• Joost de ValkBy Joost de Valk on 6 July, 2011

          No you don’t need them, you already use the include: directive as specified above, so you won’t need to add all the different MX servers.

  4. GertBy Gert on 6 July, 2011

    An absolute must, if you don’t want you’re emails (email campaigns) being block by some (of the more mature) spam filters. Joost did again a perfect explication on how to implement. Personally this is one of the first things I do after registering a new domain.

  5. Haroun KolaBy Haroun Kola on 6 July, 2011

    Thanks for this post, I didn’t even bother to think about these issues before so implementing these practices are key for me.

    I’m still building to receiving at least 8 comments per my post :)

  6. Ankur JainBy Ankur Jain on 6 July, 2011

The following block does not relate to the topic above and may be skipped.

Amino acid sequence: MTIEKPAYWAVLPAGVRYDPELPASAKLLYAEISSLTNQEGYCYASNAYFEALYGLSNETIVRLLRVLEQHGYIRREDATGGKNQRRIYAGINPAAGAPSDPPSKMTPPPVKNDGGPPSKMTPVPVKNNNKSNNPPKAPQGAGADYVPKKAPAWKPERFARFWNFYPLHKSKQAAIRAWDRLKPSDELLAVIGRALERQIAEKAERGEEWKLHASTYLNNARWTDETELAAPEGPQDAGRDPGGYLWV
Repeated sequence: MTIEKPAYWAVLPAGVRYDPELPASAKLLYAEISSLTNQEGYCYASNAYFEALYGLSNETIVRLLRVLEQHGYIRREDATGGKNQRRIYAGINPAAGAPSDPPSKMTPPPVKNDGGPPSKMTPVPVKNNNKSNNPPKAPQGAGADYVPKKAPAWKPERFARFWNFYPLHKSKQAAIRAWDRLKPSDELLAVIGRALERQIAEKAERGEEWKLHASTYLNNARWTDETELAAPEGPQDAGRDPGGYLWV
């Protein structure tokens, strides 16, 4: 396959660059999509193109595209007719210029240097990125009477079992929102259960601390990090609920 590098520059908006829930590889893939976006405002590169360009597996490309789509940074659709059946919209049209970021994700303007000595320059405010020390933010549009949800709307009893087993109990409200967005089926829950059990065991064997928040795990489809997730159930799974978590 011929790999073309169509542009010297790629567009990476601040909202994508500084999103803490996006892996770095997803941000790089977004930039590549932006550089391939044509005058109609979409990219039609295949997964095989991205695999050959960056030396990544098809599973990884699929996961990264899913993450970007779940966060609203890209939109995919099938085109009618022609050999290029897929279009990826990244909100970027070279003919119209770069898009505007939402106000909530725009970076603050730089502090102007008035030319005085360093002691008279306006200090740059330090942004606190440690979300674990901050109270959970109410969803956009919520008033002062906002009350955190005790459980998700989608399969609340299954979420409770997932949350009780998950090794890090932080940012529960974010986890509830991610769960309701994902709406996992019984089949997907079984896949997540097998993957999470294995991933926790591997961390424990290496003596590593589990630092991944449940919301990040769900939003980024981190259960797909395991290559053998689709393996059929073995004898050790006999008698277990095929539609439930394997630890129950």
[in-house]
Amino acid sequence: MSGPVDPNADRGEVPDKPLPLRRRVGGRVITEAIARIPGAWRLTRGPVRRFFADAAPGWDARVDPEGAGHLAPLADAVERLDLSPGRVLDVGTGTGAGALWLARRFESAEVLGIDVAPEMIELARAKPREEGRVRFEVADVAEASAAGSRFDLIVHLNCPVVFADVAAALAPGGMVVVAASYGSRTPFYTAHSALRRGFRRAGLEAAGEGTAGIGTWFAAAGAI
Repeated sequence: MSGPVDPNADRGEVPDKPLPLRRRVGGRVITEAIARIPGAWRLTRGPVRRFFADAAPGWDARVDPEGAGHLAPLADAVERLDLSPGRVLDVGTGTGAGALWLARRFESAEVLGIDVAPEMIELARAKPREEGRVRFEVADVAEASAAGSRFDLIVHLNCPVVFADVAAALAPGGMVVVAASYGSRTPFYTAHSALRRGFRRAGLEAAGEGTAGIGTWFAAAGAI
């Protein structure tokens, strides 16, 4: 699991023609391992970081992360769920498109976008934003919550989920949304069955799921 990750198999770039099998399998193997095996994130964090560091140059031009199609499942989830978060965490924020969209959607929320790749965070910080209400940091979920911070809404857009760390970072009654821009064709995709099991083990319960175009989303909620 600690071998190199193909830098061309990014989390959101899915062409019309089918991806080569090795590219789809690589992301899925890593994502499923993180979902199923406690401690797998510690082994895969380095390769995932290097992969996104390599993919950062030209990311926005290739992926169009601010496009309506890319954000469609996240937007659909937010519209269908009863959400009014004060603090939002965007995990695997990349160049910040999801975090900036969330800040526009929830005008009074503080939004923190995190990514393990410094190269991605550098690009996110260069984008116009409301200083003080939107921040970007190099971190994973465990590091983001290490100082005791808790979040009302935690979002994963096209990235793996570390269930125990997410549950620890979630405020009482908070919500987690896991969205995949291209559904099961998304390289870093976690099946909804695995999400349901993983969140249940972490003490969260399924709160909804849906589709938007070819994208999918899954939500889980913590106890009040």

Excellent article! I updated my SPF record to what you outlined above for GoogleApp’s. I have had instances where clients email servers would block me out, this should hopefully resolve that issue!

    P.S. I have been using MXToolBox to test my SPF records.

  7. Neil EdmondsonBy Neil Edmondson on 6 July, 2011

    my cpanel has DomainKeys SPF. In here it give a place to set this up, but it says
    “Additional Hosts that send mail for your domains (A):

    All the hosts you specify here will be approved for sending mail. You do not need to specify your primary mail exchanger or any server that an mx has been created for as they are already included automatically.”